100 Firefighters Will Be Treated In Asbestos Decontamination Units After Steam Pipe Explodes In New York City


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Vandana Rambaran Political Reporter
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About 100 New York City firefighters will be treated at asbestos decontamination units after responding to a steam pipe that exploded in the street of the Flatiron district of Manhattan on Thursday morning.

The 20-inch pipe, which was built in 1932, ruptured around 6:40 a.m. between 21st and 22nd street on Fifth Avenue, causing thick steam to billow in the air around the city as well as mud and other debris, and city officials cautioned that the pipe may have been contaminated with asbestos, according to The New York Times.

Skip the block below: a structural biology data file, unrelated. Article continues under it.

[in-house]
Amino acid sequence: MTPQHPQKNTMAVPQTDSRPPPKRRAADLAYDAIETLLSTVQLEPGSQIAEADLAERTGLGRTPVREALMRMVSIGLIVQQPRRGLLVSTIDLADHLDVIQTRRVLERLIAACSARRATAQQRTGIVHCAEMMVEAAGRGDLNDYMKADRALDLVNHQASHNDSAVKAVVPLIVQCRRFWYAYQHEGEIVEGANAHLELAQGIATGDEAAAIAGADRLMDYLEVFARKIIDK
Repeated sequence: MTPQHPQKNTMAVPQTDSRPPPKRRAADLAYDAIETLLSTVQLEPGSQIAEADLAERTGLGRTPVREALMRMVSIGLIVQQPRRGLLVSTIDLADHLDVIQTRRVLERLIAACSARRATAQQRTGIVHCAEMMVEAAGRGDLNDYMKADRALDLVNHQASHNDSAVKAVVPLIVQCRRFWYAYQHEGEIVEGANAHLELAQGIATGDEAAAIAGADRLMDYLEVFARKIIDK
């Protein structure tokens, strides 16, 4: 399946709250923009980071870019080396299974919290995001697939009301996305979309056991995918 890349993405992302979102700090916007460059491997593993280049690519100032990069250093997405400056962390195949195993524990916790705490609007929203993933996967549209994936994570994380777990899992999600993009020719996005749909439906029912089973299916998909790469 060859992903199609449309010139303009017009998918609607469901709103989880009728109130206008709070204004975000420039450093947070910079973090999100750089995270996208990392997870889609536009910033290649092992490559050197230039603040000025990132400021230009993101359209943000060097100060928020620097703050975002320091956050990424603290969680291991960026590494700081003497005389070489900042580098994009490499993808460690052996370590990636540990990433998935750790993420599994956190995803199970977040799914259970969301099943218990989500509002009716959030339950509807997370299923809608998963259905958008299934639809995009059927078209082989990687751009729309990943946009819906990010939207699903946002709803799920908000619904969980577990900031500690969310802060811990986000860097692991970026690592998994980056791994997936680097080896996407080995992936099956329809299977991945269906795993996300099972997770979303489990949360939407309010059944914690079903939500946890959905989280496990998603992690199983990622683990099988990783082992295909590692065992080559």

Although only five people were treated for minor injuries from an incident that forced 28 buildings in the area to be evacuated, Con Edison urged anyone who was covered in debris “to bag their clothing and shower,” it said in a statement Thursday. (RELATED: The Mayor Of New York City Doesn’t Know How Many Undocumented Children Are Being Sent There)

“We are operating with an abundance of caution, of course,” Fire Commissioner Daniel A. Nigro told The New York Times on Thursday. “There is a problem with exposure, but how dangerous, the health department will have to evaluate that.”

Samples of debris were sent to labs to confirm the presence of asbestos, Nigro said. If asbestos is detected, city workers would have to undertake a mass decontamination effort to clean exteriors of buildings and the four block radius that was affected by the explosion, a task that could take several days and would require parts of Fifth Avenue to be shut down, according to The New York Times.

The blast also created a large crater on Fifth Avenue and 21st Street, along with a smaller hole on Fifth and 20th Street, according to The Wall Street Journal. City officials anticipate it could take weeks to fix.

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